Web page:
The Mum of two said: “What has happened – and is still going on – is criminal. Two years on from Covid and I can’t even begin to understand why we are still fighting to give people in care a voice.
“It’s clear homes and providers now hold all the power. Families trusted the Government and CQC to oversee them, to facilitate access, but they haven’t. That is what angers me and so many families. We feel fobbed off. It’s like everybody is passing the buck, pointing the finger somewhere else, and nobody is saying – as they should be – this is our problem and this is what we are going to do about it.”
Last year the I’m A Celebrity star led a march on Downing Street demanding the implementation of Gloria’s Law – named after her mother. But the Government refused, saying it had faith in care homes and the CQC to let families in.
Two years on and some are still refusing. Others have said they will charge families for lateral flow tests before granting time-restricted access in a move that could cost some £150 a month from April 1.
COMMENT by Former Loneliness Minister Tracey Crouch
Following a request from a constituent, which had come on the back of a few other cases from residents, I co-chaired a cross party meeting with Labour MP Dan Carden on rights for residents in care homes to be able to see loved ones. This followed two years of guidance for care homes regarding coronavirus that has unfortunately meant the loved ones of residents have been unable to see, hug, hold, spend time with them.
In many cases residents have died alone. It is not just elderly residents of care homes this has affected. It also includes the parents of children who are physically disabled or have severe learning difficulties and are in supported accommodation.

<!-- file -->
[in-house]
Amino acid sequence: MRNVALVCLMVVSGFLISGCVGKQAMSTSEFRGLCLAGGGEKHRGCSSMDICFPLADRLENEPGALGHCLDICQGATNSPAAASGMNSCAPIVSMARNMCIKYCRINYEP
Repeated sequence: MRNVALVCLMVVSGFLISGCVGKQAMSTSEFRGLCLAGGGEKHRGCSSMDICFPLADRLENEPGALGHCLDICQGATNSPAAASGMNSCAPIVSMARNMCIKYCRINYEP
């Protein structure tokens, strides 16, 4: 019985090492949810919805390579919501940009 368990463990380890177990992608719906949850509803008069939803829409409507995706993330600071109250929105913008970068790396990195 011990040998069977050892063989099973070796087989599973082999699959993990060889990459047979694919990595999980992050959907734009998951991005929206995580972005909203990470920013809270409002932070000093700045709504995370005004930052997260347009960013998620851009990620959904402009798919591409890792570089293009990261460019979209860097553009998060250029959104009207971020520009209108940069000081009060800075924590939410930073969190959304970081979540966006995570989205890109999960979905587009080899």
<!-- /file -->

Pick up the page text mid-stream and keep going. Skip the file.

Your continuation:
It has also involved those who are living well with dementia in the community but who have been unable to have someone with them at hospital appointments.
The campaign groups came together to tell parliamentarians their stories in hope this stops now (many restrictions are still in place in care homes while the rest of us live fairly restriction free) and that a right for residents in a care setting to see people is enshrined in law.
The meeting was not a rant against care home providers, who all recognised were put in a difficult position when Covid was ripping through society and spread into care homes putting vulnerable residents at risk.
In fact everyone completely understood the first lockdown and the restrictions imposed despite the fact it was heartbreaking for all.
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But it was after when the guidance became a bit more discretionary and so with it did the interpretation.
I made a confession to the campaigners that while I absolutely agreed with the need for a right to see loved ones I wasn’t 100 per cent sold on the necessity for it to be enshrined in law.
It took about 35 minutes for me to be convinced it needed to be enshrined in law.
By doing so it removes any discretionary interpretation and enables the loved ones of residents to be able to see them.
The stories we heard were traumatic. In my 11 and a bit years of being an MP there have been very few meetings like it. I will continue to work with Dan and other colleagues from across the House to enhance the rights of those who live in a care setting.